"Star Trek Beyond": 10 Questions Every Fan is Asking
This past year with The Walking Dead continuing its ratings domination, the high profile debut of Agents of Shield, and Arrow getting a good deal of praise as it upped its game, it kind of felt like comics were really taking over TV a little bit, especially with all the gossip about books (and concepts) that were being considered and optioned. But if I’m counting correctly in the next year (or so) we’re looking at about
EIGHTEEN NINETEEN ongoing shows adapted from comics (and that doesn’t include three mini-series for Syfy, or the Netflix Defenders mini-series “event”, or the Heroes Reborn nonsense).
That is INSANE. From about three properties to
Wow. So very little is known about most these new shows. We’ve seen a trailer for GOTHAM and we got a trailer for CONSTANTINE this week and we’ve seen casting and teasers for a few more shows. Right now, most are big question marks, but based on what we know, let’s take a look at them. To make things more fun, I’ll rate my interest level via the official* Taco Bell Rating System.
There is not much importance in giving an award of importance to someone of no importance. (Joseph Heller, from Picture This)
Last week Jeff Lemire let me know that he and Ray Fawkes are committed to keeping John Constantine’s life filled with self-sabotage, demons, sex, and all kinds of insanity. After a sneak peak at the script for Constantine #1 (on shelves in March) I found some points of interest, certainly enough to make me look forward to the release of Constantine in March), and Lemire kindly agreed to answer a few questions. Talking about his intentions and the future for our favorite misanthropic anti-hero gives me hope that the core issues Hellblazer was able to wrestle with may not be entirely lost in this forthcoming take on the character.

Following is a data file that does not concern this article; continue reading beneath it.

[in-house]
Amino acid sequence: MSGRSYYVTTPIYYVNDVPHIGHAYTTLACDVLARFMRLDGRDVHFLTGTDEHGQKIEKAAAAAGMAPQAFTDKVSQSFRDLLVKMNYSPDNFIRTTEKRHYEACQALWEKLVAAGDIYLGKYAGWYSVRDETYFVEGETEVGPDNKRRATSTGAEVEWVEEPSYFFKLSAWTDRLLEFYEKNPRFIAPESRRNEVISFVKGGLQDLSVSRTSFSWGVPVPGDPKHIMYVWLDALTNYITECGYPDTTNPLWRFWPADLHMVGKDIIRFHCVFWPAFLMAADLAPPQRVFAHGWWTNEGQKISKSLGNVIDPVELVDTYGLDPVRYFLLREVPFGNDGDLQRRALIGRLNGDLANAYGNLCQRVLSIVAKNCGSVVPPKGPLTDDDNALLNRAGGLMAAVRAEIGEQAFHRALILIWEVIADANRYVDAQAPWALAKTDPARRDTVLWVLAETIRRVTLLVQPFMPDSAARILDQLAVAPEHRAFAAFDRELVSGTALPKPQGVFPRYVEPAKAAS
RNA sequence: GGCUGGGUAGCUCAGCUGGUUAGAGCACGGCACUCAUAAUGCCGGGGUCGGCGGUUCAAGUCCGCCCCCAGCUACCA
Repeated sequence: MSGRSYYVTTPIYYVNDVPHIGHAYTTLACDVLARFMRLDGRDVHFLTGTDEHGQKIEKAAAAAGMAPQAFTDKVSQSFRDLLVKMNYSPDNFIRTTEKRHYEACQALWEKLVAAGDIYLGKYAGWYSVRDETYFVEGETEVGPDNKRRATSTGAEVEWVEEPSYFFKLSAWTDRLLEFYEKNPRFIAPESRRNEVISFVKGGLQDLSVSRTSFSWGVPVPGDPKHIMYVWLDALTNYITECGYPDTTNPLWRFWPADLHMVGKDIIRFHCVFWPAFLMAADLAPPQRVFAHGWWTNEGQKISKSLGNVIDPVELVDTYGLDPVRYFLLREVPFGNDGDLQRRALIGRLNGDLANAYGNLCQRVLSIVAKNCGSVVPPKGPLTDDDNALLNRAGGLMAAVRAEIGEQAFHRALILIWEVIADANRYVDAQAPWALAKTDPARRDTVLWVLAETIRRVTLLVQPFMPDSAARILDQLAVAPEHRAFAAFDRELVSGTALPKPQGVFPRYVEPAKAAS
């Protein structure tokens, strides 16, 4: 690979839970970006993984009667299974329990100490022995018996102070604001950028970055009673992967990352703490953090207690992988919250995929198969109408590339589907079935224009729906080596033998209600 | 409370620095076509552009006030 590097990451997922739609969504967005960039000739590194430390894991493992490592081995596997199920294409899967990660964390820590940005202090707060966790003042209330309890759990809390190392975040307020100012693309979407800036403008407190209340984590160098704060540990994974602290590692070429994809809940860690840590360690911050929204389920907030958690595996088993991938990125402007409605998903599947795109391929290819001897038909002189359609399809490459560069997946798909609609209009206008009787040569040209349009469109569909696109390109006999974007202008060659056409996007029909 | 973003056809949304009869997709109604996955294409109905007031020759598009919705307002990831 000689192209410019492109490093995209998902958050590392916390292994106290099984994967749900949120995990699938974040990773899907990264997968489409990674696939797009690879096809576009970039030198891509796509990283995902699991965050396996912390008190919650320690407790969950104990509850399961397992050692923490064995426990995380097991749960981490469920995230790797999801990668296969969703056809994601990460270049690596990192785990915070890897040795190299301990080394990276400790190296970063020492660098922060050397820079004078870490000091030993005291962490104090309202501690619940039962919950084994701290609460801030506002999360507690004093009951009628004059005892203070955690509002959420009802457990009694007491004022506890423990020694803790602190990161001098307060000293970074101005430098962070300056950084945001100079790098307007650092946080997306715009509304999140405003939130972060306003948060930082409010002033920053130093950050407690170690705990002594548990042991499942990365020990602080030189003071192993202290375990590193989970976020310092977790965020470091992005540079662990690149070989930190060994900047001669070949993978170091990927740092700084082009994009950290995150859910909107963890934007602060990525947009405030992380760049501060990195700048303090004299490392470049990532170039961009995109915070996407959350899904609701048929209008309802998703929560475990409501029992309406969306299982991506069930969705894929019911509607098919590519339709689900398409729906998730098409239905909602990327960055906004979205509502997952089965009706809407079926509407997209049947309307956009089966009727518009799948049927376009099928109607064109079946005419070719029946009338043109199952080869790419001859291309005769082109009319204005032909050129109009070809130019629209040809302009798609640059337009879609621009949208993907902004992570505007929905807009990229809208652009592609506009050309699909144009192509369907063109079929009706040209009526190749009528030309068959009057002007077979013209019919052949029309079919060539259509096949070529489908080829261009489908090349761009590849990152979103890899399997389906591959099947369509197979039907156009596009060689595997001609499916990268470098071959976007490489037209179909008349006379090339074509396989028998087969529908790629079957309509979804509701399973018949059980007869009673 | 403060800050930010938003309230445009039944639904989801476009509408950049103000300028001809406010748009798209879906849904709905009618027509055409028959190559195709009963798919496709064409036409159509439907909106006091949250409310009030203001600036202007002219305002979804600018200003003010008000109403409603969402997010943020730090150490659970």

And now let us believe in the long year that is given to us, new, untouched, full of things that have never been. (Rainier Maria Rilke)
In 2012 a broader variety of author communicated their joy and intensity using the alchemy that is art and literature in comic books. The wealth of great comic books published in nearly every genre made me happier than I can say and when I put in my votes for the CBR Top 100 Comics of 2012 I was hard pressed to pick only 10 comic books to vote for. So for you, I’ve compiled 16 mini-reviews of my favorite comic books published in 2012. These books were enjoyable, intense, personal, and / or an evolution of the the comic book medium (and now I can’t wait to see what we’re going to get this year!) Continue Reading »
“And the good thing about feeling really happy, you know, Valentin? … It’s that you think it’s forever, that one’s never ever going to feel unhappy again.” (Manuel Puig, from Kiss of the Spider Woman)
Every day this year, I will be examining the first pages of random comics. Today’s page is from Hellblazer #261, which was published by DC/Vertigo and is cover dated January 2010. Enjoy!
Continue Reading »
Ah! but it was something to have at least a choice of nightmares. (Joseph Conrad, from Heart of Darkness)
Today I found out that Hellblazer is cancelled, and John Constantine is moving into the main, general DC universe (see the CBR piece for more about the mechanics on that.)